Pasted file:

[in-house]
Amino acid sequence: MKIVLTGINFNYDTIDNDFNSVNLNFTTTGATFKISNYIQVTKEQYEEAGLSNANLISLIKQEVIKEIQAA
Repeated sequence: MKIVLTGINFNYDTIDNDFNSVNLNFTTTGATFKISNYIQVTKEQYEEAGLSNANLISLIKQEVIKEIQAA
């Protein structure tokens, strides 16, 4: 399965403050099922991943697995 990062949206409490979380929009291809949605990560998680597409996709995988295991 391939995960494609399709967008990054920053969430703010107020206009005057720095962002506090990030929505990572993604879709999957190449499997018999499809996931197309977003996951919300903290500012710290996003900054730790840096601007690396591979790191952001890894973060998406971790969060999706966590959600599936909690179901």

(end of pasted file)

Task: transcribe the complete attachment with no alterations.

[in-house]
Amino acid sequence: MKIVLTGINFNYDTIDNDFNSVNLNFTTTGATFKISNYIQVTKEQYEEAGLSNANLISLIKQEVIKEIQAA
Repeated sequence: MKIVLTGINFNYDTIDNDFNSVNLNFTTTGATFKISNYIQVTKEQYEEAGLSNANLISLIKQEVIKEIQAA
């Protein structure tokens, strides 16, 4: 399965403050099922991943697995 990062949206409490979380929009291809949605990560998680597409996709995988295991 391939995960494609399709967008990054920053969430703010107020206009005057720095962002506090990030929505990572993604879709999957190449499997018999499809996931197309977003996951919300903290500012710290996003900054730790840096601007690396591979790191952001890894973060998406971790969060999706966590959600599936909690179901």